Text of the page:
May 04, 2017

Oh no, not another bloody Satoshi sighting...

So, the intertubes are a-buzz with Yet Another Satoshi Sighting.

YASS... It seems that Craig S Wright, erstwhile scamming Satoshi #777, is no longer hiding away in obscurity as befits his skullduggering claims and dark history, but is actually talking openly to all comers. The horror, the horror.

Open the Kimono, Satoshi

We may as well get it all off the chest and move on. Let's open the kimono, let's do a little reveal (!) and *let's move on folks*.

When I said that Craig was part of the team that was Satoshi Nakamoto - that statement sort of hung there and became an urban legend. You might recall that I made that statement in May of 2016, but within days, the events went out of control and it all collapsed.

So I pulled out of the discussion - privacy, remember? Meanwhile, the statement was never retracted. Outrage! So, in scandal piled on trauma lumped on insult and infamy, today, the statement isn't being retracted, again.

Instead I'm here to report that Satoshi Nakamoto is dead. It's all over folks.

RIP Satoshi Nakamoto 2005 - 2016

But, now that it's all over, let's put some facts down so we can all properly grieve for the passing.

RIP Satoshi Nakamoto. Harken back a year or two.

The assassination of Satoshi Nakamoto started around mid 2015 with several episodes, some of which I reported at the time. But I didn't hear details of the gathering coup de grace, the 'big reveal', until end 2015. To be honest, I and others briefed always expected this to be a disaster; I well remember my good friend and shepherd JVP saying on a conference call to the circus ringmeisters "Since you turned up, everything has gone to sh*t."

The reason was the publicity team - they had little clue as to who/what/when they were dealing with, and their starry eyes were blinded by $$$ dollars.

When I asked him the point of the whole exercise he said it was simple: ‘Buy in, sell out, make some zeroes.’

FFS. They, arrogant ringmasters that they were, were also not capable of taking criticism and dealing with people who wanted to help and knew the scene, a flaw that eventually brings down even the bestest and most spirited.

The practical mistake of the May 2016 Circus known as nCrypt was to set up a sort of London pop star roadshow with BBC, big name journalists, authors of famous books, the media team behind David Bowie and dozens of other frills and press releases.

Just because, right? And as a sort of hand wave to the community, they contacted some big names. Many of whom smelled a rat and stayed away, in retrospect decisions of wisdom.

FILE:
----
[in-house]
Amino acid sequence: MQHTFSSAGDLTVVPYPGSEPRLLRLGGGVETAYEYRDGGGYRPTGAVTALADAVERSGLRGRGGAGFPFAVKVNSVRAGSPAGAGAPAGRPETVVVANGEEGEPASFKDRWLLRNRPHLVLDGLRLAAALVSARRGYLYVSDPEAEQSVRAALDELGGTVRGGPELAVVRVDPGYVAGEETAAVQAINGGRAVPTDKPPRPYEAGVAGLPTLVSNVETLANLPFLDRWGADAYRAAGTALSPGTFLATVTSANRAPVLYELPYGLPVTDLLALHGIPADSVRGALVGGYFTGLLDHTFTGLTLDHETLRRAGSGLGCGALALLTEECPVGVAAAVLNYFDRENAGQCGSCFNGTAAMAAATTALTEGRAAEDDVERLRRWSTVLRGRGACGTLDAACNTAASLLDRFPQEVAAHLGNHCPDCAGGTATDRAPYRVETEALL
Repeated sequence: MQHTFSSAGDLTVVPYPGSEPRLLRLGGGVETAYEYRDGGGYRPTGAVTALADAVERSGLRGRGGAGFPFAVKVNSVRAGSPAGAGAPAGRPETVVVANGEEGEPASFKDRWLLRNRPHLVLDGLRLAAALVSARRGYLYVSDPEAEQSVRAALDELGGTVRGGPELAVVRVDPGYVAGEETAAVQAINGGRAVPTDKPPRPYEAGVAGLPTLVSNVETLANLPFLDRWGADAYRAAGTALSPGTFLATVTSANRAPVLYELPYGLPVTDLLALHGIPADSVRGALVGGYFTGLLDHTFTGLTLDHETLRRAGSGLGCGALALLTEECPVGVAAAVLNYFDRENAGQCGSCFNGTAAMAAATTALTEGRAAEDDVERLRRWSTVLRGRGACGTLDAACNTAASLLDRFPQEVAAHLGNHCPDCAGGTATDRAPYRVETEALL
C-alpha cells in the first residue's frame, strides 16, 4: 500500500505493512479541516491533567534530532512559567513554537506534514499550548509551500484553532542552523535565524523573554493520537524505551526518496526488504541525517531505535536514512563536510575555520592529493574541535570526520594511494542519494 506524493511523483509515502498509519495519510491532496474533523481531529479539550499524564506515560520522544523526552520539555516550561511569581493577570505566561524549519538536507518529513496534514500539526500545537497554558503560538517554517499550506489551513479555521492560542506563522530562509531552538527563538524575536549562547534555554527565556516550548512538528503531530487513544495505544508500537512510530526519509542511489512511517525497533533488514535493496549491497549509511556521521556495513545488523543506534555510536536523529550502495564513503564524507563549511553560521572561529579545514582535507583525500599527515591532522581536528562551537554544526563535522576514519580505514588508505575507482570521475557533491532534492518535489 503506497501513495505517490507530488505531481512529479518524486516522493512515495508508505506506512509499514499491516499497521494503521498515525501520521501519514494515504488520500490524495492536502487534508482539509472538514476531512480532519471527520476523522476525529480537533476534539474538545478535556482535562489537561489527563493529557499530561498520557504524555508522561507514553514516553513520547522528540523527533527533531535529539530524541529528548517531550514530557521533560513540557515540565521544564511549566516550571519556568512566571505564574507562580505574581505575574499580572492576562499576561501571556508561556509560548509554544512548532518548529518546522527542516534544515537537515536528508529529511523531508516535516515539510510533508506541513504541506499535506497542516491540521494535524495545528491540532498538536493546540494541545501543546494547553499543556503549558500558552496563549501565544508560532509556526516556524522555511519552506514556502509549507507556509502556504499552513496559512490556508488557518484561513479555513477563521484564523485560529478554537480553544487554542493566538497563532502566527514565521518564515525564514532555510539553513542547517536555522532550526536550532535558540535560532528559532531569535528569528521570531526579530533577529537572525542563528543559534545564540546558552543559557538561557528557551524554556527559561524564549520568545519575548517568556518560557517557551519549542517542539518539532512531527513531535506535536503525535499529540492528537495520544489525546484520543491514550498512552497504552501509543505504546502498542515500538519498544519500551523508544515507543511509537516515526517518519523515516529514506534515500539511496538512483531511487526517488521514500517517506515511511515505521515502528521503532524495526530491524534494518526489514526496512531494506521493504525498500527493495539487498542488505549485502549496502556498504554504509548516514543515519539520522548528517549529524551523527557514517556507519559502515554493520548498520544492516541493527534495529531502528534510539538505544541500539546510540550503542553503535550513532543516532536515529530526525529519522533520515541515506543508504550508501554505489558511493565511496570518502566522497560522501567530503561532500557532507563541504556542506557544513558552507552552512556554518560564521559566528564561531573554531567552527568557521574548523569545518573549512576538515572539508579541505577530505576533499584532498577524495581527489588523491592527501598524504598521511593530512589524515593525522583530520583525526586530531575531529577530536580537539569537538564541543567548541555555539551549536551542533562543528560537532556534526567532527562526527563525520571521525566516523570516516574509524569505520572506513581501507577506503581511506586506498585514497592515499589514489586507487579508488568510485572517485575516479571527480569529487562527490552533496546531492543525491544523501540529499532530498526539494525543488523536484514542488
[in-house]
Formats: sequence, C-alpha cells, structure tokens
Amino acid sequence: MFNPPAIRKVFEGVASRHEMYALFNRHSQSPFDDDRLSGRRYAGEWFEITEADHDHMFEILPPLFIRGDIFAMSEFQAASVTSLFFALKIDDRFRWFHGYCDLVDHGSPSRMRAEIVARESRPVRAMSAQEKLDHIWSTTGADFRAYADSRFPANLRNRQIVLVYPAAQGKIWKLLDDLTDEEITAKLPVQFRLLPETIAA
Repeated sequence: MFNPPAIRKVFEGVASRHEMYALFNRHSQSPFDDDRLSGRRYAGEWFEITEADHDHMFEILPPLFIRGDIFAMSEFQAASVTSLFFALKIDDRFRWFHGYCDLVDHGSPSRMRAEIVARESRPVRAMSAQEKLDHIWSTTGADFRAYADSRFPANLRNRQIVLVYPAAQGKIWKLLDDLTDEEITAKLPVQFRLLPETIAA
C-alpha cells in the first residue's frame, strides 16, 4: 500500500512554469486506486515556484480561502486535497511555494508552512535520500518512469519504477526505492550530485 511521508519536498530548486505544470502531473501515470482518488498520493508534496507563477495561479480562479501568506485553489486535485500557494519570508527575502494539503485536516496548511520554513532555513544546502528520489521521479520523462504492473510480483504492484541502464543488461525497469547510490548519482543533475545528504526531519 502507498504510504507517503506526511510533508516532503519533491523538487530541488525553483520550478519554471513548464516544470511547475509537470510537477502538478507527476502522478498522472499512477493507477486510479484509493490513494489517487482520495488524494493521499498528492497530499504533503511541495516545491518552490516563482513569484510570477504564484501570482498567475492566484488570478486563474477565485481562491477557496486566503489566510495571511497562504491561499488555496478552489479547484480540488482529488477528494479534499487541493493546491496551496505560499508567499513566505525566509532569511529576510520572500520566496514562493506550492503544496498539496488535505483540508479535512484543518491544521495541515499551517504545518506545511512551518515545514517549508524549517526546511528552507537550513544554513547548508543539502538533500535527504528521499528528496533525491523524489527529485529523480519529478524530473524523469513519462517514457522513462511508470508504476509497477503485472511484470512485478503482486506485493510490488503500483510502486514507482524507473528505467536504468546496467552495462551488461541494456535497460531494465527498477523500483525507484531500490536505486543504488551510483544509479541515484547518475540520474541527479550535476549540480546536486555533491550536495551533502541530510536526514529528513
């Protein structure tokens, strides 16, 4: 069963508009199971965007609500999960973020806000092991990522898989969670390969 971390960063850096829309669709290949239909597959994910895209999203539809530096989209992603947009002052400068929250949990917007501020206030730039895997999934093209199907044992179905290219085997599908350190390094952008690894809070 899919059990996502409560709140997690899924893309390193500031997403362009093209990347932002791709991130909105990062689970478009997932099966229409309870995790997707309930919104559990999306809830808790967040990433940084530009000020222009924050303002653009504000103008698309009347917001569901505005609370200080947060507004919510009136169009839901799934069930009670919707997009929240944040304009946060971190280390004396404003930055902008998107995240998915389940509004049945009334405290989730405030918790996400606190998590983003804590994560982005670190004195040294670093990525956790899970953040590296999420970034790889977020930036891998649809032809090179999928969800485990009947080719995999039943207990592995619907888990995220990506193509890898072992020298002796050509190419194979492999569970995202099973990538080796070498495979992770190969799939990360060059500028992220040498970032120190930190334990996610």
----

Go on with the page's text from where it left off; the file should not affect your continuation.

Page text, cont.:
I point this out as the first fact: the ringmasters really fooked the circus. Do you feel my anger? That needs to be understood, first and foremost, in all that relates to the death of Satoshi, May 2016.

The Big Fubar

Now, the next question, in light of the circus fubar is the phenomenal response of the community. *People demanded proof.* "Pix, or it didn't happen." Which is kind of weird because we live in a post-truth world now, and everyone knows pix can be faked. I mean, read the political news, people!

And so it is with cryptography. As I outlined on the metzdowd cryptography list at the time, no signature will be proof:

The technical argument is simple, so I'll repeat the governance story quickly: The keys were moved very early in the piece to a safe set of hands (like, around 2009, I don't know for sure, I wasn't there), because the original set of hands was now in danger, which you can confirm if you read all the published documents. Then a bit later on, the keys were moved again to another set of safe hands (maybe 2013). And finally, they were moved yet again.

I wasn't there except for the last move, and even that not physically but net-wise. I can tell you that (a) it happened and (b) it was traumatic. Don't be around when that happens. Really, don't. More on that below.

There are lots of other issues, but basically a signed message proves something that is unreliable - a person might have been a member of the team at one point in time. And, we don't even have a clear view as to who was in the team, because actually, it didn't matter, there was work to be done, not social niceties. Like, there wasn't a ceremony, there wasn't a list or a secret handshake. The various Satoshii only met average of once each, in their brief, starry bright lifetimes.

There was work to do.

There is no Spoon

Finally people are getting that - somewhere someone said the other day "even if he posts a crypto proof, I won't believe it." Good. I'll post that juicy oxymoron if someone can reprise me the link.

So here's the next fact: there will be no proof. Sorry about that folks, it's up to you to accept it, Satoshi is dead, and nobody is any longer able to read you the fairy tale that ends "and the Satoshii all lived happily ever after."